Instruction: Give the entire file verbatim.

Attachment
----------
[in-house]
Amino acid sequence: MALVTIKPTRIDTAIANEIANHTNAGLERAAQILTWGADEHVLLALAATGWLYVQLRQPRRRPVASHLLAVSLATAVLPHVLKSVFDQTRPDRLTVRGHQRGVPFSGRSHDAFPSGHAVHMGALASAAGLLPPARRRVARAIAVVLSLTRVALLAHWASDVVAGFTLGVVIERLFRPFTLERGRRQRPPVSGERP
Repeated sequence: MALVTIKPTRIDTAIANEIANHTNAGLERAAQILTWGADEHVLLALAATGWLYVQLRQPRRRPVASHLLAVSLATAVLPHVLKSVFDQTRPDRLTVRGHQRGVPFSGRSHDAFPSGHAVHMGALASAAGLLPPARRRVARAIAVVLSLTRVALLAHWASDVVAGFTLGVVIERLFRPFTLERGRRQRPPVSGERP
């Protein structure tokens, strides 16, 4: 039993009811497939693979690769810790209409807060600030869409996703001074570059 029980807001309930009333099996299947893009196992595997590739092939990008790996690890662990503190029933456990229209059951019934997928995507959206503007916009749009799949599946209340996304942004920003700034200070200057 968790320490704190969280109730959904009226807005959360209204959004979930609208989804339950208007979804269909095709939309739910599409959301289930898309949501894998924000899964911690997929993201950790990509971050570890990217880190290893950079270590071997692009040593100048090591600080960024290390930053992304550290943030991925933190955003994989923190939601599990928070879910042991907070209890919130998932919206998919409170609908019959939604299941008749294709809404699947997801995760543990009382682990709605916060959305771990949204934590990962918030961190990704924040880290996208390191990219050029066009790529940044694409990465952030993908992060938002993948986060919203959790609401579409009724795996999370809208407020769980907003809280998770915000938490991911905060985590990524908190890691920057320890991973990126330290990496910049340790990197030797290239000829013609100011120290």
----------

[in-house]
Amino acid sequence: MALVTIKPTRIDTAIANEIANHTNAGLERAAQILTWGADEHVLLALAATGWLYVQLRQPRRRPVASHLLAVSLATAVLPHVLKSVFDQTRPDRLTVRGHQRGVPFSGRSHDAFPSGHAVHMGALASAAGLLPPARRRVARAIAVVLSLTRVALLAHWASDVVAGFTLGVVIERLFRPFTLERGRRQRPPVSGERP
Repeated sequence: MALVTIKPTRIDTAIANEIANHTNAGLERAAQILTWGADEHVLLALAATGWLYVQLRQPRRRPVASHLLAVSLATAVLPHVLKSVFDQTRPDRLTVRGHQRGVPFSGRSHDAFPSGHAVHMGALASAAGLLPPARRRVARAIAVVLSLTRVALLAHWASDVVAGFTLGVVIERLFRPFTLERGRRQRPPVSGERP
């Protein structure tokens, strides 16, 4: 039993009811497939693979690769810790209409807060600030869409996703001074570059 029980807001309930009333099996299947893009196992595997590739092939990008790996690890662990503190029933456990229209059951019934997928995507959206503007916009749009799949599946209340996304942004920003700034200070200057 968790320490704190969280109730959904009226807005959360209204959004979930609208989804339950208007979804269909095709939309739910599409959301289930898309949501894998924000899964911690997929993201950790990509971050570890990217880190290893950079270590071997692009040593100048090591600080960024290390930053992304550290943030991925933190955003994989923190939601599990928070879910042991907070209890919130998932919206998919409170609908019959939604299941008749294709809404699947997801995760543990009382682990709605916060959305771990949204934590990962918030961190990704924040880290996208390191990219050029066009790529940044694409990465952030993908992060938002993948986060919203959790609401579409009724795996999370809208407020769980907003809280998770915000938490991911905060985590990524908190890691920057320890991973990126330290990496910049340790990197030797290239000829013609100011120290």